Xie F.,Programs for Assessment of Technology in Health | Xie F.,McMaster University | Lo N.-N.,Singapore General Hospital | Pullenayegum E.M.,McMaster University | And 8 more authors.
Health and Quality of Life Outcomes | Year: 2010

Objectives: To quantify the improvement in health outcomes in patients after total knee replacement (TKR).Methods: This was a two-year non-randomized prospective observational study in knee osteoarthritis (OA) patients undergone TKR. Patients were interviewed one week before, six months after, and two years after surgery using a standardized questionnaire including the SF-36, the Oxford Knee Score (OKS), and the Knee Society Clinical Rating Scale (KSS). A generalized estimating equation (GEE) model was used to estimate the magnitudes of the changes with and without the adjustment of age, ethnicity, BMI, and years with OA.Results: A total of 298 (at baseline), 176 (at six-months), and 111 (at two-years) eligible patients were included in the analyses. All the scores changed significantly over time, with the exception of SF-36 social functioning, vitality, and mental health. With the adjustment of covariates, the magnitude of changes in these scores was similar to those without the adjustment.Conclusions: Both general and knee-specific physical functioning had been significantly improved after TKR, while other health domains have not been substantially improved after the surgery. © 2010 Xie et al; licensee BioMed Central Ltd.


Thabane L.,McMaster University | Thabane L.,Center for Evaluation of Medicine | Thabane L.,Biostatistics Unit | Thabane L.,Hamilton Health Sciences | And 26 more authors.
BMC Medical Research Methodology | Year: 2013

Background: Sensitivity analyses play a crucial role in assessing the robustness of the findings or conclusions based on primary analyses of data in clinical trials. They are a critical way to assess the impact, effect or influence of key assumptions or variations - such as different methods of analysis, definitions of outcomes, protocol deviations, missing data, and outliers - on the overall conclusions of a study. The current paper is the second in a series of tutorial-type manuscripts intended to discuss and clarify aspects related to key methodological issues in the design and analysis of clinical trials. Discussion. In this paper we will provide a detailed exploration of the key aspects of sensitivity analyses including: 1) what sensitivity analyses are, why they are needed, and how often they are used in practice; 2) the different types of sensitivity analyses that one can do, with examples from the literature; 3) some frequently asked questions about sensitivity analyses; and 4) some suggestions on how to report the results of sensitivity analyses in clinical trials. Summary. When reporting on a clinical trial, we recommend including planned or posthoc sensitivity analyses, the corresponding rationale and results along with the discussion of the consequences of these analyses on the overall findings of the study. © 2013 Thabane et al.; licensee BioMed Central Ltd.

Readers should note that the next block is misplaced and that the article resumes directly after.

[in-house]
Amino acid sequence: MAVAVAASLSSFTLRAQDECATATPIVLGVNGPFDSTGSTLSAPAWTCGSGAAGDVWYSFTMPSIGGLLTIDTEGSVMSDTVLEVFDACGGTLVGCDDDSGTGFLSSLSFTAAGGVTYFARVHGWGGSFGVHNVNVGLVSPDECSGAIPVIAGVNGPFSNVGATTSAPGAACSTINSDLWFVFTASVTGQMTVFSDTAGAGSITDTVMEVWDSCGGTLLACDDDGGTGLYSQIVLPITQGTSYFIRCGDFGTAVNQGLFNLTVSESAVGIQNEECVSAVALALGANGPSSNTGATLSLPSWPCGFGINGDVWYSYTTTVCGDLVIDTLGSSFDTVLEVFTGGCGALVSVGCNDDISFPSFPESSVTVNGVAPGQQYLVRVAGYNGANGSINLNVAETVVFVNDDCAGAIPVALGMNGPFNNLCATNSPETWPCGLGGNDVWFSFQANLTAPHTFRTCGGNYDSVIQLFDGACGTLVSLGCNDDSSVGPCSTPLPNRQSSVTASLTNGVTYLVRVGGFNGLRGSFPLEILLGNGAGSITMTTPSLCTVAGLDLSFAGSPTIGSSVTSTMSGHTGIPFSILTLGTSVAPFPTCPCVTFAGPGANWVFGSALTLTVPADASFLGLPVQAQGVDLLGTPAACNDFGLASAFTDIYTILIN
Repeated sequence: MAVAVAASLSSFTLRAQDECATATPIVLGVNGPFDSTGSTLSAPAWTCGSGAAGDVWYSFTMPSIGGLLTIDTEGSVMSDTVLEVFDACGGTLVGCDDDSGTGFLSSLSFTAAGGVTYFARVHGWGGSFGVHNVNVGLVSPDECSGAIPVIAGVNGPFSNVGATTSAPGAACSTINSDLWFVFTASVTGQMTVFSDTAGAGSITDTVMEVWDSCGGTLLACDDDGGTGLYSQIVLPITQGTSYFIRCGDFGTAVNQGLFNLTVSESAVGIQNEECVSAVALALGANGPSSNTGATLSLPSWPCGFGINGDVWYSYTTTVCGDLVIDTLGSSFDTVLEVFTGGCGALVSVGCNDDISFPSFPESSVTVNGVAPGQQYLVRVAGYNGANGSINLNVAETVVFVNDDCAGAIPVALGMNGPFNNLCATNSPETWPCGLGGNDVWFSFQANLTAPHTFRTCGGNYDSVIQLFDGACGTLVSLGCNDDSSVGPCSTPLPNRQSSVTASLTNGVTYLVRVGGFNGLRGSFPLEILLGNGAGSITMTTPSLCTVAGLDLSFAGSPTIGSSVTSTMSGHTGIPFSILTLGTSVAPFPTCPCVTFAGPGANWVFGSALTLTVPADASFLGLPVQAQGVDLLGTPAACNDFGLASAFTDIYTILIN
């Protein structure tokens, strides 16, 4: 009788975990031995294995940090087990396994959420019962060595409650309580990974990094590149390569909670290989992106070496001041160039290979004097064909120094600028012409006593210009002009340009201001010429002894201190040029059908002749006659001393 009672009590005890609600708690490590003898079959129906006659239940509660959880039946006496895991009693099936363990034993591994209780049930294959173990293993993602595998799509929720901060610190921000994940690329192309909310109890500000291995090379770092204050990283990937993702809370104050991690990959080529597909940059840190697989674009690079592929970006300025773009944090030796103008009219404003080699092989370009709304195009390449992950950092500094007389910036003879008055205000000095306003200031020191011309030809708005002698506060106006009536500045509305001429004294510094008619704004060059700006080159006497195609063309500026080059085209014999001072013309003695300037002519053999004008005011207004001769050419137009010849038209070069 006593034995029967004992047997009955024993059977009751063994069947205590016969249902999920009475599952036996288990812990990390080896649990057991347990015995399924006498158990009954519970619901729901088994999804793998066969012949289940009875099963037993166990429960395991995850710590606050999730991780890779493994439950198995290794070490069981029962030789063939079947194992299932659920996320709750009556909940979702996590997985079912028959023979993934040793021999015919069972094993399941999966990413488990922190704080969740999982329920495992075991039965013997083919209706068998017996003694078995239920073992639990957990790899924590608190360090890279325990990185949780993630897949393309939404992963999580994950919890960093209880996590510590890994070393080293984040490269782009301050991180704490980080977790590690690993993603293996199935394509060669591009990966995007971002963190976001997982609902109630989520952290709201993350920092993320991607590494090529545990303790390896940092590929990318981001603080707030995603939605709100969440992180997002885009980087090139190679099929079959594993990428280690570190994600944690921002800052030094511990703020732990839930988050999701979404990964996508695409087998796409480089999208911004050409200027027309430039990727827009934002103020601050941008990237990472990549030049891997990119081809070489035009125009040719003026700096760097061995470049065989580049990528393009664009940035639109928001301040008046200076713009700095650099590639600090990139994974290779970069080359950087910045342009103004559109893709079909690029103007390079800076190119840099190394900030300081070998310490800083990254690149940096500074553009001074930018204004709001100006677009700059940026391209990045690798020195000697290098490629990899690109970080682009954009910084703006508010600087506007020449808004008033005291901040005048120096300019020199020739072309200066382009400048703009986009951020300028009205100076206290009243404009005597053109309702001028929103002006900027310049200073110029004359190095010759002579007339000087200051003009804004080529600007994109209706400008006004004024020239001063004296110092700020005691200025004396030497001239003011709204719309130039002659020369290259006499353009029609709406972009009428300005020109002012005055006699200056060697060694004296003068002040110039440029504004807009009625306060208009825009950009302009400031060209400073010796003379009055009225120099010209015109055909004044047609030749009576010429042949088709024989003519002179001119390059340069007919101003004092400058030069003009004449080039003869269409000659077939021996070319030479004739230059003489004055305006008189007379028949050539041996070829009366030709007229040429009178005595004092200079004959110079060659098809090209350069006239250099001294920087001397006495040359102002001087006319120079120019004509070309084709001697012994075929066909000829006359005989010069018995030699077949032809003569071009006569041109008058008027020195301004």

Mbuagbaw L.,McMaster University | Mbuagbaw L.,Biostatistics Unit | Mbuagbaw L.,Yaounde Central Hospital | Mbuagbaw L.,South African Cochrane Center | And 12 more authors.
Contemporary Clinical Trials | Year: 2014

Background: We sought to determine if the publication of the Consolidated Standards of Reporting Trials (CONSORT). 11CONSORT: Consolidated Standards of Reporting Trials. extension for abstracts in 2008 had led to an improvement in reporting abstracts of randomized controlled trials (RCTs).22RCT: Randomized controlled trial. Methods: We searched PubMed for RCTs published in 2007 and 2012 in top-tier general medicine journals. A random selection of 100 trial abstracts was obtained for each year. Data were extracted in duplicate on the adherence to the CONSORT extension for abstracts. The primary outcome was the mean number of items reported and the secondary outcome was the odds of reporting each item. We also estimated incidence rate ratios (IRRs).33IRRs: Incidence rate ratios. Results: Significantly more checklist items were reported in 2012 than in 2007: adjusted mean difference was 2.91 (95% confidence interval [CI]. 44CI: Confidence interval. 2.35, 3.41; p. <. 0.001). In 2012 there were significant improvements in reporting the study as randomized in the title, describing the trial design, the participants, and objectives and blinding. In the Results section, trial status and numbers analyzed were also reported better. The IRRs were significantly higher for 2012 (IRR 1.32; 95% CI 1.25, 1.39; p. <. 0.001) and in multisite studies compared to single site studies (IRR 1.08; 95% CI 1.03, 1.15; p. = 0.006). Conclusions: There was a significant improvement in the reporting of abstracts of RCTs in 2012 compared to 2007. However, there is still room for improvement as some items remain under-reported. © 2014 Elsevier Inc.


Mbuagbaw L.,McMaster University | Mbuagbaw L.,Father Sean ullivan Research Center | Mbuagbaw L.,Yaounde Central Hospital | Mursleen S.,McMaster University | And 8 more authors.
BMC Health Services Research | Year: 2015